“The Ritz is very gilded,”
said Karl Lagerfeld, gesturing toward the decor of the newly refurbished Paris hotel as he held court on a plush velvet couch in the lobby. “Look, white with gold!” Sparkle, sequins, gold metallics, even gold-dipped feathers naturally became a festive-looking thread in the Métiers d’Art collection, Chanel’s sixth and final runway show of 2016. Well, how on earth does Karl Lagerfeld’s mind keep pouring out ideas at this rate for Chanel, let alone all the work he does for Fendi? “I see things in my sleep. I have a pad by my bed and wake up and sketch them. If I don’t, I cannot go back to sleep.”
This time, at least, his waking—or dreaming—imagination hadn’t had to travel far. Coco Chanel famously lived at the Ritz from 1937 throughout World War II, and died here in 1971. The house of Chanel is steps away from the hotel’s back door, on the Rue Cambon. Lagerfeld’s angle, though, wasn’t the life of Chanel herself, but, he emphasized, “cosmopolitan elegance [and] people from all over the world who’ve come to the Ritz. There were hundreds of dinners in the ’20s and ’30s, where women wore incredible things. But you cannot tell from the collection what decade it is, and I think that is modern, no?”
The show, which was served up in three sittings at lunch, tea, and dinnertime, sent a mixed bunch of lanky models, “daughters-of,” and Pharrell Williams winding their way around tables in the hotel lobby and a specially built “Jardin d’Hiver.” It made sense as a ready-made scene without any need for flown-in props. The Ritz is exactly where the international high-rolling couture customers billet themselves while shopping in Paris. Likely, too, considering their parentage, more than a few of the models have been familiar with this kind of lobby life since they were babies: Lily-Rose Depp, Georgia May Jagger, Levi Dylan, Sistine Stallone, and Willow Smith among them.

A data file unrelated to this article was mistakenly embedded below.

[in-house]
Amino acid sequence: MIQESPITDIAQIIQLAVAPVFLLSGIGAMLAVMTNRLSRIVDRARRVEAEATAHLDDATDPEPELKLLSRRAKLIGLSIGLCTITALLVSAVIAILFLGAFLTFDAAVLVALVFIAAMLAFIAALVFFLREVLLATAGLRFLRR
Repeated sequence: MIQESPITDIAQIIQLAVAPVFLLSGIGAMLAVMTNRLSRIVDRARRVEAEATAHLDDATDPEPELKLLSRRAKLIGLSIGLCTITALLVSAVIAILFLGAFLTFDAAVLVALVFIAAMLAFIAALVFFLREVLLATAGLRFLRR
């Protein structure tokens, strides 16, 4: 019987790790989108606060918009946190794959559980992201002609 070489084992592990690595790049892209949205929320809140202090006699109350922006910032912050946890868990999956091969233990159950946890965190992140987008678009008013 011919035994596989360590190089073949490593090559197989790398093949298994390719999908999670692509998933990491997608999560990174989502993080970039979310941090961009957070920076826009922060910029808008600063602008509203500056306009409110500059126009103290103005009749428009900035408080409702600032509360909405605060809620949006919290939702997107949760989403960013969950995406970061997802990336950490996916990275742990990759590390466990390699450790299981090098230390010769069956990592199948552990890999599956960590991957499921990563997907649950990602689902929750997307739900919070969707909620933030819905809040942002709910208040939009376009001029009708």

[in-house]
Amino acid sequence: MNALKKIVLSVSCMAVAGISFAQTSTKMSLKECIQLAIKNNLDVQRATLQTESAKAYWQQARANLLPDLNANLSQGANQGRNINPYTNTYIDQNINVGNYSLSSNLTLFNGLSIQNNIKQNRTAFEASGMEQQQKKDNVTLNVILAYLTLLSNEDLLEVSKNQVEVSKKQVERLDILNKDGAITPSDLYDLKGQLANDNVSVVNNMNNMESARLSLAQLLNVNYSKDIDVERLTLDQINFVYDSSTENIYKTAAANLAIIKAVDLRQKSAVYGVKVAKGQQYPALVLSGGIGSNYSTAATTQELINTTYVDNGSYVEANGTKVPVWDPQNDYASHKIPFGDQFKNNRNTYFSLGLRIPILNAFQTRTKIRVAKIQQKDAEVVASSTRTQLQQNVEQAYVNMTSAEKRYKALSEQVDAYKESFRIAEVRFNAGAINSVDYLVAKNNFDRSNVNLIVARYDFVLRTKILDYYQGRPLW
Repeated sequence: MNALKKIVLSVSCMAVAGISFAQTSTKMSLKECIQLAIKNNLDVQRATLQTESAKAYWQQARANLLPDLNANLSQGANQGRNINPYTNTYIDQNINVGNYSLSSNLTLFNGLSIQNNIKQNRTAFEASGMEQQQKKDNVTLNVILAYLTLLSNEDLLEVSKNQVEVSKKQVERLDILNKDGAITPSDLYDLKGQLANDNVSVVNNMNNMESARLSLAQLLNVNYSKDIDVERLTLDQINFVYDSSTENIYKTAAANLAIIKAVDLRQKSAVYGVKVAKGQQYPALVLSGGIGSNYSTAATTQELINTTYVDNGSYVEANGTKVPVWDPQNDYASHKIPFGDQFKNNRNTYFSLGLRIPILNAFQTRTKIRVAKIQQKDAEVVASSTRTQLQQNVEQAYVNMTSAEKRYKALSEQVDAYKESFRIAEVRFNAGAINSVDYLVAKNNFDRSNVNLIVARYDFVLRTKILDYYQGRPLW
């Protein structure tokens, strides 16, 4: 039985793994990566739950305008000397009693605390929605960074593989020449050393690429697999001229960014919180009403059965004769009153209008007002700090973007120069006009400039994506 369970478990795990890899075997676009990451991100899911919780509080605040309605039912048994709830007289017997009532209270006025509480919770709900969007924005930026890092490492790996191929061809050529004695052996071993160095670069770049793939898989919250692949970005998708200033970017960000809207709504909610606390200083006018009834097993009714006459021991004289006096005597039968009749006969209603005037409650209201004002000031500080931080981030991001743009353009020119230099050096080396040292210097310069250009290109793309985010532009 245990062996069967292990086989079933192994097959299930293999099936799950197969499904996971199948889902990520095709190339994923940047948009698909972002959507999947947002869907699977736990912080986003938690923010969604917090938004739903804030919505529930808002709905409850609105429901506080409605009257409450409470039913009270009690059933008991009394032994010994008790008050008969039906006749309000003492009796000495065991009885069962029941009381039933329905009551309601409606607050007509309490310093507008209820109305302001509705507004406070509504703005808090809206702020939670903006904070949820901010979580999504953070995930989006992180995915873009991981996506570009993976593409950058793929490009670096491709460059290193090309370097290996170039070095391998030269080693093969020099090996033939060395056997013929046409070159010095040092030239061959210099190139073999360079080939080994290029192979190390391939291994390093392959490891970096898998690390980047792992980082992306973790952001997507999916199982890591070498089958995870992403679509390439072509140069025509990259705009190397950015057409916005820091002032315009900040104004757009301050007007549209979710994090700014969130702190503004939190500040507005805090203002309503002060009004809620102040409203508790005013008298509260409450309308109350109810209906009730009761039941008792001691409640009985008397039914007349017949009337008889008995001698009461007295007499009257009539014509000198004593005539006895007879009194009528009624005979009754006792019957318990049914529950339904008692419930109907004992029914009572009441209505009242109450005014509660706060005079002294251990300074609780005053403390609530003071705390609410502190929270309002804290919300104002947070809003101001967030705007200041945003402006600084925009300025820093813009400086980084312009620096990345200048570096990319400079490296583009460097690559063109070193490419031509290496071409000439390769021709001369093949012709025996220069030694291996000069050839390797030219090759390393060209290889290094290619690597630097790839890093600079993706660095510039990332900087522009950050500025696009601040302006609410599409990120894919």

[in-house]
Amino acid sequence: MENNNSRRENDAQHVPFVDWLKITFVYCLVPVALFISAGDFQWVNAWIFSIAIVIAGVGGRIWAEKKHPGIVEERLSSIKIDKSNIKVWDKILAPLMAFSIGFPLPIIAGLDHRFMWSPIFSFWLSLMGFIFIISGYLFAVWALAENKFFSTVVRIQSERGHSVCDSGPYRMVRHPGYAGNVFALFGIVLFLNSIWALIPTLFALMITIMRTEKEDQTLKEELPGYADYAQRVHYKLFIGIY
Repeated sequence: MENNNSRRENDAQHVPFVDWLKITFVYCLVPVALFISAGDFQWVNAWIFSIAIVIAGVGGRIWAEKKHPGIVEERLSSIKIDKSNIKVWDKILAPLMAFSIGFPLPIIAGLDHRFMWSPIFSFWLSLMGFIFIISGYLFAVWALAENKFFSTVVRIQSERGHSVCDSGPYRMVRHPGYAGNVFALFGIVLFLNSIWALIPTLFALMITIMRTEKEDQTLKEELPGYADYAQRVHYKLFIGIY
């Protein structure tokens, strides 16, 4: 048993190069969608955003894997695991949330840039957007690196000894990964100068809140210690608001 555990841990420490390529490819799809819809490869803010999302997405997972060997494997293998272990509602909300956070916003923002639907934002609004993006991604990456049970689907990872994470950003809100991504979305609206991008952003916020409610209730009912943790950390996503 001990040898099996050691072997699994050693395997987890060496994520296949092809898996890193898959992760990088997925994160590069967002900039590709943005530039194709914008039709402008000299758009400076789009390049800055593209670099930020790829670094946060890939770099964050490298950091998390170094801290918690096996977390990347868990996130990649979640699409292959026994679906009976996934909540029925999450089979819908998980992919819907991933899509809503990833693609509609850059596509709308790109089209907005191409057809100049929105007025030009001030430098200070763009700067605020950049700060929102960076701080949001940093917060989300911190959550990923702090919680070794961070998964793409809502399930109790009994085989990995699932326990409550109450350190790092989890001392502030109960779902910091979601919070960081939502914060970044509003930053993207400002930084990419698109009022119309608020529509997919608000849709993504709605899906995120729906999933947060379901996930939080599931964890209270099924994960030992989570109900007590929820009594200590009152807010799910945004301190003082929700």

Hair up in net veils decorated with roses, the girls pranced at a clip in midi skirts and Lurex pedal pushers, bubble-shaped capes, and square-shouldered jackets. There were skinny knit silvery dresses, a gorgeous white lace poet-sleeved blouse with a black leather cape and pants, a navy sheared mink tailored coat piped in gold leather, and tiered skirts flouncing out from narrow dropped-waist bodices. It was less a look than a cocktail menu of individual styles, really. But as Lagerfeld put it, that is the measure of the distance between Coco Chanel’s time and ours.
“In those days, even to the ’60s, there were one or two designers who dictated what everyone wore. That is not the case today, when there are thousands of images of fashion available, so anyone can choose to wear what suits her.”
Just as long as they belong to the Chanel glitterati, in this case.